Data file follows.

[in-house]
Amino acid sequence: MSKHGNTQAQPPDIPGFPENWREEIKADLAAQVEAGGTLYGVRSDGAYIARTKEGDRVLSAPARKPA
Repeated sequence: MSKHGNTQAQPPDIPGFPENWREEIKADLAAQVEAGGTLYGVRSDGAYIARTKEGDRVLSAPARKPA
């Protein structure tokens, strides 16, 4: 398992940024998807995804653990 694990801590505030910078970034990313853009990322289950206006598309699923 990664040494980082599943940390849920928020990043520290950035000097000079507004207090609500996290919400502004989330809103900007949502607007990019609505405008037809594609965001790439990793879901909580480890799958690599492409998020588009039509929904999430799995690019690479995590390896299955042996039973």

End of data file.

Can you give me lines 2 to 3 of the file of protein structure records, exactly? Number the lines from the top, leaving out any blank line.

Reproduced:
Amino acid sequence: MSKHGNTQAQPPDIPGFPENWREEIKADLAAQVEAGGTLYGVRSDGAYIARTKEGDRVLSAPARKPA
Repeated sequence: MSKHGNTQAQPPDIPGFPENWREEIKADLAAQVEAGGTLYGVRSDGAYIARTKEGDRVLSAPARKPA